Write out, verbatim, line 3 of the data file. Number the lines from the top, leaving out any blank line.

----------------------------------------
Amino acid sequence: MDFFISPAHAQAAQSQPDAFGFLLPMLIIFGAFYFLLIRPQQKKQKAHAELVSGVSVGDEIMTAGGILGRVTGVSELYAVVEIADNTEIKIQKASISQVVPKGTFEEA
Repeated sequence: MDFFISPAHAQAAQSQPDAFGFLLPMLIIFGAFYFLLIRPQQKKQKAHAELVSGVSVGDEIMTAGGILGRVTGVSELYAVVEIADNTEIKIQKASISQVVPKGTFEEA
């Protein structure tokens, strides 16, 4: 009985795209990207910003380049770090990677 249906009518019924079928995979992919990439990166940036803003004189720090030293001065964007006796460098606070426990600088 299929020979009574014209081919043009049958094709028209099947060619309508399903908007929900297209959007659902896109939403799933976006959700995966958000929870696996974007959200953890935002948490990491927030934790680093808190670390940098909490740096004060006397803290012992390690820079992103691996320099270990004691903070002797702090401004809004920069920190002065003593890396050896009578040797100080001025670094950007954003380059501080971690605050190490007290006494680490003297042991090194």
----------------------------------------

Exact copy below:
């Protein structure tokens, strides 16, 4: 009985795209990207910003380049770090990677 249906009518019924079928995979992919990439990166940036803003004189720090030293001065964007006796460098606070426990600088 299929020979009574014209081919043009049958094709028209099947060619309508399903908007929900297209959007659902896109939403799933976006959700995966958000929870696996974007959200953890935002948490990491927030934790680093808190670390940098909490740096004060006397803290012992390690820079992103691996320099270990004691903070002797702090401004809004920069920190002065003593890396050896009578040797100080001025670094950007954003380059501080971690605050190490007290006494680490003297042991090194």